How to Build a PVC Periscope

Timothy Boyer

A PVC periscope is a fun craft project that allows you to peer over walls and around corners. It basically works by bouncing light though a tube with a mirror at each end.

Long periscopes require a magnifying lens system at the viewing port.

The mirrors are tilted at 45-degree angles so that the reflected light from an object that is out of sight bounces from the upper mirror down to the lower mirror and then to your eye.

  1. Heat two cosmetic compact cases in a pot of hot water. Typically, compact mirrors are held in place with just a spot of glue on the back. The hot water will soften the glue. Remove the two mirrors.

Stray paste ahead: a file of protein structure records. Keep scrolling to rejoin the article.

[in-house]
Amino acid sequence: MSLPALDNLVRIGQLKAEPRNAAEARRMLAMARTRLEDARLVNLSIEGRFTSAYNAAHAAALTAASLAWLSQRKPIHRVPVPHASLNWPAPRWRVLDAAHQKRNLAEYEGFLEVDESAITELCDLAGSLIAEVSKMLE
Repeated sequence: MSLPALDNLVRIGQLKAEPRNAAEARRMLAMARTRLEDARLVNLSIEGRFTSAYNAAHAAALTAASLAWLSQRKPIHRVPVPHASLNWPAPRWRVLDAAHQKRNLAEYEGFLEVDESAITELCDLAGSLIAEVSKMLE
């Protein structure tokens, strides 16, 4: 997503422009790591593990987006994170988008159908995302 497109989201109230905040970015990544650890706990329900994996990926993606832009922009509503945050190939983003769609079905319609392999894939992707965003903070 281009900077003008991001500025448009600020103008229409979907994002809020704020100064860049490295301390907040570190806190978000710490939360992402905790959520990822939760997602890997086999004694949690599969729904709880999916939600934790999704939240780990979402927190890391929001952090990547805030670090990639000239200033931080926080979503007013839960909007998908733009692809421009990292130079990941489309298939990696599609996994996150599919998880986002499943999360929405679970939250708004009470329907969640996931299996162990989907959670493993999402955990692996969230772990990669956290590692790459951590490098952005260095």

2. Place two 2-inch inner diameter PVC pipe elbows beside each other; treat the elbows identically.

  3. Apply adhesive putty to the top and bottom back edges of both mirrors. Place the mirrors inside the PVC elbow joints so that each mirror sticks to the bend of the elbow. Adjust each mirror so that they rest at a 45-degree angle inside the PVC elbows.

  4. Connect one PVC elbow/mirror to one end of an 18-inch-long 2-inch outer diameter PVC pipe. The PVC pipe will fit within the PVC elbow. Connect the remaining elbow/mirror to the other end of the PVC pipe. Orient the elbows with the bottom elbow facing you and the top elbow pointing away from you. The periscope is now complete and ready for viewing through the bottom elbow.

  5. Tip

    The longer the main body of the periscope tube, the smaller the view will be. Try differing lengths of PVC pipe to determine the best viewing range.


    Hot water is a burn hazard. Adult supervision is needed when heating the cosmetic compacts to remove the mirrors.